A Collage of Nudibranch Colors
Nudibranchs are a kind of sea slug, and their 3000 species are found from the poles to the tropics in both shallow and deep water. Though they often only reach two centimeters in length, they are famous for their spectacular color patterns. Nudibranchs get their name from greek (nudi) and latin (branch) words meaning "naked gills". There are two main types of nudibranchs: dorid nudibranchs look fairly smooth, with a tuft of feather-like gills toward the back of the animal that are used to breathe. Aeolid nudibranchs instead breathe with organs called cerata covering their backs.
Unlike most snails, nudibranchs lack a shell that can be used for protection from predators (they shed their shells as larvae). This means that nudibranchs must defend themselves in other ways. Some nudibranchs use camouflage to blend in with their environments, while others use very bright and contrasting colors to signal to predators "watch out." Many aeolid nudibranchs have evolved the ability to ingest and reuse stinging cells from their prey.
A Baltic Sea Nudibranch
Nudibranchs are mollusks that have evolved from shelled ancestors. They're often noted for their vibrant colors and striking forms (like the reddish-orange Coryphella verrucosa shown here) that help to dissuade predators from taking a bite, important since they lack the protection of a shell.
© OCEANA Carlos Minguell
The feathery strands at the back of this dorid nudibranch (Chromodoris willani) are no mere adornment: they’re its gills! There is also a pair of antennae up front. This species, found in Western Pacific Ocean coral reefs, ranges from dark purple to bright white.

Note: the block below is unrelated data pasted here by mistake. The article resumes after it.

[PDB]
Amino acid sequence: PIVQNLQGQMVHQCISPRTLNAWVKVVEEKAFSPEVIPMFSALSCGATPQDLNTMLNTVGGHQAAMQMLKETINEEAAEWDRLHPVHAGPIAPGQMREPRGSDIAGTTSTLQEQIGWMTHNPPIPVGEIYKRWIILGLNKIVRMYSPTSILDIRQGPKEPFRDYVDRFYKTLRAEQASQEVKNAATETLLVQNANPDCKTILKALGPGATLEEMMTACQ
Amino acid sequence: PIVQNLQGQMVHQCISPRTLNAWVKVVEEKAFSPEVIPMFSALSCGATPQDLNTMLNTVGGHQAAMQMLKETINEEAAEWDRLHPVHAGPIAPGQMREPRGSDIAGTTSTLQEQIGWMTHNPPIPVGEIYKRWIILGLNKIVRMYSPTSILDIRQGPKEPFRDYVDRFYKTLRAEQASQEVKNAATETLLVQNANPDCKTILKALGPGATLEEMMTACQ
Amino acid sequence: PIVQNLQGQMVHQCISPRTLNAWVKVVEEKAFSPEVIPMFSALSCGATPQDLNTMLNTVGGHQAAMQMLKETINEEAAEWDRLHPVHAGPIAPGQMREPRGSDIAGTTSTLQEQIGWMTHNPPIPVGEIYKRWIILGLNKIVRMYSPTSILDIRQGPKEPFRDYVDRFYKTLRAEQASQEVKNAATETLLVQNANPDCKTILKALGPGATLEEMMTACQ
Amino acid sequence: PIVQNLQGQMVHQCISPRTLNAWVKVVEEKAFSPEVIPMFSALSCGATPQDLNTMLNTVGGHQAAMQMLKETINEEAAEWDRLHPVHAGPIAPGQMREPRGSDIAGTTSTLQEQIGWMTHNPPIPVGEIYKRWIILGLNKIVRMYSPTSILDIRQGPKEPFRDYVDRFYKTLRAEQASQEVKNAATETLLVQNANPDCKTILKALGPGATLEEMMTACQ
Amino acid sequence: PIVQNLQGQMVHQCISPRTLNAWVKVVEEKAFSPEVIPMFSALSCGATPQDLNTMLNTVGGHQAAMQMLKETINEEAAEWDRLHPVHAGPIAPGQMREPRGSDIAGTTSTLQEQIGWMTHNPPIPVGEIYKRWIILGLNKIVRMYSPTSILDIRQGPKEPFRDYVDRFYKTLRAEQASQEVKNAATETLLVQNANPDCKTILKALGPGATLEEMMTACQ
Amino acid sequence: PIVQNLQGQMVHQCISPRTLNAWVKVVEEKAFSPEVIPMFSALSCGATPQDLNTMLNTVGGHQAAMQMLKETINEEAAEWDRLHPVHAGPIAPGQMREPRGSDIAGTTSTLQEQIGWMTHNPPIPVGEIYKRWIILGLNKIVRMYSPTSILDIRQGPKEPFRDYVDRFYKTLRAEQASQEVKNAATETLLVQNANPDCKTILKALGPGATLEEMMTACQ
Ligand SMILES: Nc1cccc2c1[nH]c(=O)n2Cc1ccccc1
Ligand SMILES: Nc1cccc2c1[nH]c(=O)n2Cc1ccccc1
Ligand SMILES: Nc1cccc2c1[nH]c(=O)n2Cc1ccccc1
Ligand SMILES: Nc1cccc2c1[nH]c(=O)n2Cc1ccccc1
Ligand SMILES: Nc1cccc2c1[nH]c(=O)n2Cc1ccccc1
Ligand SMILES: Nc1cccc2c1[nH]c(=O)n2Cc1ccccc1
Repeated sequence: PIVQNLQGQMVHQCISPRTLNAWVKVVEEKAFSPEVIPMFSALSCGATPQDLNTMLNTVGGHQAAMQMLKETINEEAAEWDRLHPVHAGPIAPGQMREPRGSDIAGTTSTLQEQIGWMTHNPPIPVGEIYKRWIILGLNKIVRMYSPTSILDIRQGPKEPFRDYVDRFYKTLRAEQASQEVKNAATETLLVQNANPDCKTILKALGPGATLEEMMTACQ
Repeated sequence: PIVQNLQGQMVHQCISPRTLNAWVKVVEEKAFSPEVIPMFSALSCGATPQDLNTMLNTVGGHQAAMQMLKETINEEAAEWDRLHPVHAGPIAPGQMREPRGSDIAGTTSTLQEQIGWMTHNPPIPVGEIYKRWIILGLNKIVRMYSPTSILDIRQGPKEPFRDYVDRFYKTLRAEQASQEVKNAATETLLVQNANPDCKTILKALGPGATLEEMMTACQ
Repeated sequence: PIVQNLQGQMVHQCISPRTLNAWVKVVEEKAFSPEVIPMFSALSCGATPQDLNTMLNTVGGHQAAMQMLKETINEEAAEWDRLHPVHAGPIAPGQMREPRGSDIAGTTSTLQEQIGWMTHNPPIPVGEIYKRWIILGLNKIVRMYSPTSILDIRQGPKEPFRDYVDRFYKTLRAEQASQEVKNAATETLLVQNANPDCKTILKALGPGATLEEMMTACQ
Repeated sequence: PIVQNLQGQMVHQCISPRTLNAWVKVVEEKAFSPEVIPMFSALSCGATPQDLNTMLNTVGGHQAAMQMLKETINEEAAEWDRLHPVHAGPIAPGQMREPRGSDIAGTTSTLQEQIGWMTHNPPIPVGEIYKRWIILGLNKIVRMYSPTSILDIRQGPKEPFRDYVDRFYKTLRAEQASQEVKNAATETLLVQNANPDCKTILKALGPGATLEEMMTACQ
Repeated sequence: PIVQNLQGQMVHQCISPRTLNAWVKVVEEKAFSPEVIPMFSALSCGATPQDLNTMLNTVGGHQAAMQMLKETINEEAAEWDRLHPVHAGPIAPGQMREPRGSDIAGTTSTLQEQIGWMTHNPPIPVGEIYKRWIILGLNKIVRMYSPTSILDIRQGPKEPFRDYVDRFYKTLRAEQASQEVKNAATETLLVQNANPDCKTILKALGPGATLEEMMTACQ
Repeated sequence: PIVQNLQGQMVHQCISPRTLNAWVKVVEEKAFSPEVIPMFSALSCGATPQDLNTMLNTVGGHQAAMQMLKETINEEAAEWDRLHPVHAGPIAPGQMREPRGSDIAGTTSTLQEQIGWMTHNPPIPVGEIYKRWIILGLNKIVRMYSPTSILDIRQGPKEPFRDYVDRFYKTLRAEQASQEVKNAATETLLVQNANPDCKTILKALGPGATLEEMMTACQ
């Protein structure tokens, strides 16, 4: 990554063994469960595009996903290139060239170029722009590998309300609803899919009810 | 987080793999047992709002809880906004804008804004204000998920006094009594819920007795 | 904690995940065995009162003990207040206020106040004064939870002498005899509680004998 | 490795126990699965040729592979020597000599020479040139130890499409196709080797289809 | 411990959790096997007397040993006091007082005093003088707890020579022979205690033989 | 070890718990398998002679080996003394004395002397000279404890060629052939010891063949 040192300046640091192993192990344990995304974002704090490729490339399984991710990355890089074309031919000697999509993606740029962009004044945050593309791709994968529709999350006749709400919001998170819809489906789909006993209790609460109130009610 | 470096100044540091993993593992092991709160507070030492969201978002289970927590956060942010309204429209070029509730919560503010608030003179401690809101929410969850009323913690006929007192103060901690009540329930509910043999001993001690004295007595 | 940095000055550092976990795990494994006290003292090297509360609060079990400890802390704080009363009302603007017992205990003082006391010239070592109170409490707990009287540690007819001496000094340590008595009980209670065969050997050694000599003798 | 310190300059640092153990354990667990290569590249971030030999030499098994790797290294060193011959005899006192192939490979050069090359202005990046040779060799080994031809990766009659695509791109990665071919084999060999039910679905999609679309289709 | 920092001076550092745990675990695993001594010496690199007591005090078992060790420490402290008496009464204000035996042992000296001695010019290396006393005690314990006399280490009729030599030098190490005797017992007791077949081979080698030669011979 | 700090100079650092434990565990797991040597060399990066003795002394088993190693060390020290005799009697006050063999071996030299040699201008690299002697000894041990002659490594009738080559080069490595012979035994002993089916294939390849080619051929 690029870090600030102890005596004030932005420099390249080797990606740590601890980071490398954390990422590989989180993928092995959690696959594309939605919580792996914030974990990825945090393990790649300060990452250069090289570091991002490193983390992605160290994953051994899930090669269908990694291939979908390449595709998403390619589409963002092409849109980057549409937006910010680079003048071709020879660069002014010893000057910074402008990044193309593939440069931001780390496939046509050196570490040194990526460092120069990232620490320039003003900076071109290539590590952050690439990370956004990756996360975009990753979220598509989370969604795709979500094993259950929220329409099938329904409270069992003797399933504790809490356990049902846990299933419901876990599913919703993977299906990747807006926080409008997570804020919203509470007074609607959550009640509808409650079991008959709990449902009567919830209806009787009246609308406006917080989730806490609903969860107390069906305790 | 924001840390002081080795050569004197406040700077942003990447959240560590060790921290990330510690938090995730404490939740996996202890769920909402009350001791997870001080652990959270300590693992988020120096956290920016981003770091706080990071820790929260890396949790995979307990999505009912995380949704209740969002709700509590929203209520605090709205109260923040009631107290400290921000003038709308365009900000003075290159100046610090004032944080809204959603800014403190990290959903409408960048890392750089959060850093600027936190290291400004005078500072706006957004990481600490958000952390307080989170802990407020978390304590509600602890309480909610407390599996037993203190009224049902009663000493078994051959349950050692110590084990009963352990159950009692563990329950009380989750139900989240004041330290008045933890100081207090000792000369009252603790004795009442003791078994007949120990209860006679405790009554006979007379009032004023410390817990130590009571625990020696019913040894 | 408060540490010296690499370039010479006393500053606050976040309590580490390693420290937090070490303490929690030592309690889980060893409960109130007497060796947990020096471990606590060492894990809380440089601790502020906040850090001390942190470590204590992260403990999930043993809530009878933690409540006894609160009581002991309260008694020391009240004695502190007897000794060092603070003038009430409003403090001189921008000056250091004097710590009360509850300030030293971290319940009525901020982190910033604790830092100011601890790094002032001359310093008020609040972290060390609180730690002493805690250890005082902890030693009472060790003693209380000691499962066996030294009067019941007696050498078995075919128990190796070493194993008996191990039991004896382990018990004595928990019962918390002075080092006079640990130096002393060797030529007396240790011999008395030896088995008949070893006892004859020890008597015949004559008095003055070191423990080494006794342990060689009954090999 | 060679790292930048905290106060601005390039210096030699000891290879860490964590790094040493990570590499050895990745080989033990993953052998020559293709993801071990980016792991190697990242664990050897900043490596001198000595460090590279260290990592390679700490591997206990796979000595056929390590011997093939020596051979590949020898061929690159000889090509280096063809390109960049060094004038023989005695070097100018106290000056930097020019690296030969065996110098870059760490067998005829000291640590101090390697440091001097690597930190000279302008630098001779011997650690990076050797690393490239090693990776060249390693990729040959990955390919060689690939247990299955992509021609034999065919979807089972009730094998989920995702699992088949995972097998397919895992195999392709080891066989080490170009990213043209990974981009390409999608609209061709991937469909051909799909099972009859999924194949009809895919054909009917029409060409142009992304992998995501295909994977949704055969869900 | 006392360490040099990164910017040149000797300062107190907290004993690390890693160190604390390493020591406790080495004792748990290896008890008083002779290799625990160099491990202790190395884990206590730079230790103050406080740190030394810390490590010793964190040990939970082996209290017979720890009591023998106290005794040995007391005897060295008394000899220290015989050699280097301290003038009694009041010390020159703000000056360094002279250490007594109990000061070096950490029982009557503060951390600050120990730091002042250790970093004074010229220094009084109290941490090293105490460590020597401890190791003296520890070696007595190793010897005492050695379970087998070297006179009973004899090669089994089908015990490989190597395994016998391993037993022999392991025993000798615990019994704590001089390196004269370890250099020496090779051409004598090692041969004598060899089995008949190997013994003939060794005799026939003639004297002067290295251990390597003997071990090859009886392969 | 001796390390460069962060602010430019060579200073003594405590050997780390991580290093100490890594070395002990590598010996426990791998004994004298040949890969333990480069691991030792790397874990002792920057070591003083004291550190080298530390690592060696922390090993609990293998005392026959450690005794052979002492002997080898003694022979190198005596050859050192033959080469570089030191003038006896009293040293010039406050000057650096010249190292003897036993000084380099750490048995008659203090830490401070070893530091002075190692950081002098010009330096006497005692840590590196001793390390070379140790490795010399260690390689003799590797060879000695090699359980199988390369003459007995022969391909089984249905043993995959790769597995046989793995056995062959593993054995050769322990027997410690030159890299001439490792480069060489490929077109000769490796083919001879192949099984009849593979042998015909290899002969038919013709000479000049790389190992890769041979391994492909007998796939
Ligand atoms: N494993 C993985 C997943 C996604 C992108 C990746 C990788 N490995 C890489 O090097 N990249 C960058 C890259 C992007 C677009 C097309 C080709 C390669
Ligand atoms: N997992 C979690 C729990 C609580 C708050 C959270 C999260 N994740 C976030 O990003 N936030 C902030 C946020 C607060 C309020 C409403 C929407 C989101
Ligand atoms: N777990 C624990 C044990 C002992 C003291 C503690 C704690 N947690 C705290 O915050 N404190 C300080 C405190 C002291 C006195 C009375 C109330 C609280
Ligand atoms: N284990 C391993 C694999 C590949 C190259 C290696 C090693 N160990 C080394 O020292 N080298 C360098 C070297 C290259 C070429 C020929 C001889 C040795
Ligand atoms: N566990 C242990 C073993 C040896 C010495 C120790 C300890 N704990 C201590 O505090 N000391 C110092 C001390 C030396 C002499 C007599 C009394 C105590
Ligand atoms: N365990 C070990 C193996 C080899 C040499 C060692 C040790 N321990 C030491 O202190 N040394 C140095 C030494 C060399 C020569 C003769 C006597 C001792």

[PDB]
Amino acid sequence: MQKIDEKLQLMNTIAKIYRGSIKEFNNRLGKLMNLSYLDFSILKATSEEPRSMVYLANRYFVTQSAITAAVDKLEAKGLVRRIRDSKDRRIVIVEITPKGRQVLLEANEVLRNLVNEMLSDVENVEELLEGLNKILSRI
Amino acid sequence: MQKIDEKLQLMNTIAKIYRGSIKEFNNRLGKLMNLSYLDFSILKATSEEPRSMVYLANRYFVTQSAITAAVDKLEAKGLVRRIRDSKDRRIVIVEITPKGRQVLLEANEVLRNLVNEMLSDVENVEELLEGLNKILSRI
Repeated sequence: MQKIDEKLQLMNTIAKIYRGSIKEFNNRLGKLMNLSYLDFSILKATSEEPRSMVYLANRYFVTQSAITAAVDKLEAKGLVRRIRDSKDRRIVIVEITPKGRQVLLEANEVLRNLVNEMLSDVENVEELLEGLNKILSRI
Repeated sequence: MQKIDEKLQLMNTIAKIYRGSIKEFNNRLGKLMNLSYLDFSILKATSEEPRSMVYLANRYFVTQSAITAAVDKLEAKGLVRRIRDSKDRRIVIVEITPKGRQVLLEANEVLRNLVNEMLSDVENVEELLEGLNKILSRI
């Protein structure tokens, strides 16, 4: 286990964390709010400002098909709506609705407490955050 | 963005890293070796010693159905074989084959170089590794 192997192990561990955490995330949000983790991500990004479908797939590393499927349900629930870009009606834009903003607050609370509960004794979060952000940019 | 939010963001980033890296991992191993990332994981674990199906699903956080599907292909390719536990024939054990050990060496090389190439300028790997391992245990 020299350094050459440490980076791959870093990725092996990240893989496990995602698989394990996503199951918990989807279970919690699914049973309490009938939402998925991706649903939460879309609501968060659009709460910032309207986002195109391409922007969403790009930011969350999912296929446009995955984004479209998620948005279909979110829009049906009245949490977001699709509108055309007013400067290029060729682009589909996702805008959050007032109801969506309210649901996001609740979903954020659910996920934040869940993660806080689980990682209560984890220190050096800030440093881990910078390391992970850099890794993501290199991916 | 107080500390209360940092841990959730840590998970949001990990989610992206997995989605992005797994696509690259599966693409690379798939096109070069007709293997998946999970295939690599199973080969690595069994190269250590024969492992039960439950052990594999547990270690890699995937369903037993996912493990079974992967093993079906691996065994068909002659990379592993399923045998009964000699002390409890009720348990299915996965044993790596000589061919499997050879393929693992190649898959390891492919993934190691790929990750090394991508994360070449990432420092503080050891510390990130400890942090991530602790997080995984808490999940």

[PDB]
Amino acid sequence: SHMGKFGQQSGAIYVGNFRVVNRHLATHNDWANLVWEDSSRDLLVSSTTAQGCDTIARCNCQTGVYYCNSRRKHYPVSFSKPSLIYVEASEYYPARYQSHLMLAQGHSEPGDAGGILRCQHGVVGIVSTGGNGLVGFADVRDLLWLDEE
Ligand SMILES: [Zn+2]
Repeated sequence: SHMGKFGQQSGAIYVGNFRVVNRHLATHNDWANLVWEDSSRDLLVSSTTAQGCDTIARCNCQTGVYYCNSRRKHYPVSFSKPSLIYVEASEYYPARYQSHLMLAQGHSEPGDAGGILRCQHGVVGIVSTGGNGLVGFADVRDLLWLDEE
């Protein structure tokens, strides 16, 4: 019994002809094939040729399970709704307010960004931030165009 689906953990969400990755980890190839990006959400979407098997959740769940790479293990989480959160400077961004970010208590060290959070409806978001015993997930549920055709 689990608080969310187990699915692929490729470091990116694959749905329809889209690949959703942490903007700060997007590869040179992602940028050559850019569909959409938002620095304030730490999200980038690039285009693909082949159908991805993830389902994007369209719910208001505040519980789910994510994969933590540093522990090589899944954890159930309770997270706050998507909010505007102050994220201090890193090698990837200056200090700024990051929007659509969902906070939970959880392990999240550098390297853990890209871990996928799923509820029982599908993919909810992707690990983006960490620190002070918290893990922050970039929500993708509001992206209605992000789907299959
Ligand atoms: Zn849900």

The Spanish Dancer
The Spanish dancer (Hexabranchus sanguineus) is one of the largest species and best swimmers of the nudibranchs. When the Spanish dancer swims, the wide edges of its mantle (the parapodia) are pushed through the water in a graceful undulating movement reminiscent of flamenco dancers. The Spanish dancer is also known for covering its egg cluster with toxins taken from its venomous food in order to protect the eggs from predators.
Tony Brown, Flickr
The Comeback Sea Slug
This nudibranch (Felimare californiensis) is making a comeback to a location it hasn't been to in years. First discovered off the coast of Southern California in 1902, it was thought to be extinct in the region since 1984 due to pollution. But the nudibranch, with its blue and gold color scheme (matching the University of California), has been spotted off the Southern California coast several times since 2003. Scientists have their fingers crossed that this indicates a larger comeback for the species.
Nudibranch With a Shrimp Partner
Amidst the bright blue tufts and the dark blue fringes of the beautiful Risbecia tryoni, you might not even notice the red emperor shrimp (Periclimenes imperator). The two animals are native to the Indo-Pacific region and are often found accompanying each other. The nudibranch eats sponges, while its shrimp partner feeds on worms. Both are small creatures, with the nudibranch typically reaching 60 millimeters in length.
Douglas Good, Pennsylvania
This beautiful turquoise and purple creature is an aeolid nudibranch. The aeolid nudibranch is covered by branches that are actually gills, called cerata. The cerata also contain parts of the nudibranch’s digestive system.